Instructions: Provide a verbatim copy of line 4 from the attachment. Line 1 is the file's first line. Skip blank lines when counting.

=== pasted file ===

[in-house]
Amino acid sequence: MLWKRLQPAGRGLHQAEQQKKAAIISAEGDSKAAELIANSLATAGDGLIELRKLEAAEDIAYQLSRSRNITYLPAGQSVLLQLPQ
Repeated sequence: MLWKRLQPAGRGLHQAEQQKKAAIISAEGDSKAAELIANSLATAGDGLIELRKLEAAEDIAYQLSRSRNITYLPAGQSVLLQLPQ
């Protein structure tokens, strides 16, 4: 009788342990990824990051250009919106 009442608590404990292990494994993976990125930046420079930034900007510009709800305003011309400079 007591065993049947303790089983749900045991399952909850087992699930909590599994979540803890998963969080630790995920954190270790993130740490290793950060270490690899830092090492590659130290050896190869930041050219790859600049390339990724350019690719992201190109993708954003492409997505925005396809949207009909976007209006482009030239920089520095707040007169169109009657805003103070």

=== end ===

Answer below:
């Protein structure tokens, strides 16, 4: 009788342990990824990051250009919106 009442608590404990292990494994993976990125930046420079930034900007510009709800305003011309400079 007591065993049947303790089983749900045991399952909850087992699930909590599994979540803890998963969080630790995920954190270790993130740490290793950060270490690899830092090492590659130290050896190869930041050219790859600049390339990724350019690719992201190109993708954003492409997505925005396809949207009909976007209006482009030239920089520095707040007169169109009657805003103070």